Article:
This exhibition begins not with your eyes, but your nose. As soon as you enter the Schinkel Pavillon, you can smell Pamela Rosenkranz’s installation, which takes up much of the gallery’s main room. A mound of earth sits bathed in green neon light, rising all the way up to the ceiling of the octagon-shaped building and filling it with smells of forest, compost and dust. But there’s another aroma that hangs here: Rosenkranz has infused the earth with Calvin Klein’s “Obsession for men”, a fragrance that is marketed as an appealing, masculine scent. The advertising promise rings true – at least if you are a jaguar or a leopard, since they are particularly attracted to the civet oil that is used to make such perfumes and which is found in the animal kingdom. This raises an interesting question that runs through the whole show: what is human in animals and what is animalistic in humans?
Animals also make frequent appearances in French artist Pierre Huyghe’s piece. Located in a darker corner of the Pavillon, the work features live Mexican cave fish that are naturally blind, yet glide effortlessly through Huyghe’s enchanted aquarium world. Juxtaposed with them is a disturbingly beautiful swampland created by surrealist Max Ernst and a pendulum drawing by 19th century Swiss artist Emma Kunz, who throughout her life saw herself as a medium and healer. All three works attempt to dissolve the boundaries between nature, culture and spirit. In Kunz’s trance-like dream scenes, the invisible forces that hold the cosmos together become clear. This tightrope between beauty and horror is a theme that emerges throughout this group show. But no matter how bleak these alternative realities appear at first glance, they are all united by the promise of a world in which fauna and flora, humans and technology become one.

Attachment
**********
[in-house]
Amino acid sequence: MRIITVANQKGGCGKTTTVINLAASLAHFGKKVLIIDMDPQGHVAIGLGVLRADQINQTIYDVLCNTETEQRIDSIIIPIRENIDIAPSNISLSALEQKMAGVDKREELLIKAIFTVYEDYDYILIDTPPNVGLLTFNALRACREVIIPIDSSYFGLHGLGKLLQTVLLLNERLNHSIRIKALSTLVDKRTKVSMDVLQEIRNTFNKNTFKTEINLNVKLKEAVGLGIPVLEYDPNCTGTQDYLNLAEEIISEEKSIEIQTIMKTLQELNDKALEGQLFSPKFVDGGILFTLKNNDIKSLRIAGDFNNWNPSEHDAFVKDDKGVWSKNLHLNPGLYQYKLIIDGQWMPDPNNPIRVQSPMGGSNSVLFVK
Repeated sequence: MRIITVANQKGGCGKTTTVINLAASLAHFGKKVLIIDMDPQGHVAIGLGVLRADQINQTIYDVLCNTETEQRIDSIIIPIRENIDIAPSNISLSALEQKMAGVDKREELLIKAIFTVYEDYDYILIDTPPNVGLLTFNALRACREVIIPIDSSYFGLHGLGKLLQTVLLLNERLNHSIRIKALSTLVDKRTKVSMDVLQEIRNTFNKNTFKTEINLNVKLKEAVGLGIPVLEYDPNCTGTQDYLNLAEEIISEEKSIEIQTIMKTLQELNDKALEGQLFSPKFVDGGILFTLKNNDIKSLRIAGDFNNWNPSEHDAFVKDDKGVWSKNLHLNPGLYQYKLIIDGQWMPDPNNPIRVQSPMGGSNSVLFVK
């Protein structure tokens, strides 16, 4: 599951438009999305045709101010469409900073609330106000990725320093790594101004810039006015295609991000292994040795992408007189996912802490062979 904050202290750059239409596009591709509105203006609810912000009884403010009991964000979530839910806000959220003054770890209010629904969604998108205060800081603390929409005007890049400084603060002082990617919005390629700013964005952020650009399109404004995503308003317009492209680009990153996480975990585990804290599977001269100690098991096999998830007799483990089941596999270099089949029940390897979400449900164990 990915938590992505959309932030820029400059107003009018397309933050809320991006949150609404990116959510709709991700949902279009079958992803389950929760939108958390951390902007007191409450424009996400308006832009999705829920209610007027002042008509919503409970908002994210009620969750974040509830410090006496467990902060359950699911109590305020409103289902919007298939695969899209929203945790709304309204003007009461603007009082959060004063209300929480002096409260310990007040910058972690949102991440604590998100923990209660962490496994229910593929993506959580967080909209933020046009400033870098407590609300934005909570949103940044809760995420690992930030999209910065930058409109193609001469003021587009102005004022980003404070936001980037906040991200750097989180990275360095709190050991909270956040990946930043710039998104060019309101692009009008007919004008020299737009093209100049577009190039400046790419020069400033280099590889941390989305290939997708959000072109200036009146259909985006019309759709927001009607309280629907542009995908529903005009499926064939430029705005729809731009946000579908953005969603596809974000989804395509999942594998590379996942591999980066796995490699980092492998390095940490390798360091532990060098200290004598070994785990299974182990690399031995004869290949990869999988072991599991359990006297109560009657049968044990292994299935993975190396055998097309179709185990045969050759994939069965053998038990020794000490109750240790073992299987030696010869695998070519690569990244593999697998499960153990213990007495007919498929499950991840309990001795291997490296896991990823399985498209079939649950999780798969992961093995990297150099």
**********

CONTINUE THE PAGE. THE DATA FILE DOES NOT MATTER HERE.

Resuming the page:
The exhibition was open at the time of publication. For the latest Covid-19 updates check the Schinkel Pavillon website.
Text: Laura Storfner / Credit: Pierre Huyghe; Marian Goodman Gallery, New York; Hauser & Wirth, London; Esther Schipper, Berlin; and Chantal Crousel, Paris; VG Bild-Kunst, Bonn, 2020; Rachel Rose, Borns, 2019, Pilar Corrias Gallery, London; Henri Rousseau, La Belle et la bête, c. 1908, bpk / Nationalgalerie, SMB, Sammlung Scharf-Gerstenberg; Pamela Rosenkranz, Infection (Calvin Klein Obsession for Men), 2021, Sprüth Magers, Berlin; Precious Okoyomon, Ditto Ditto, 2020; Schinkel Pavillon / Photos: Alex Delfanne & Andrea Rossetti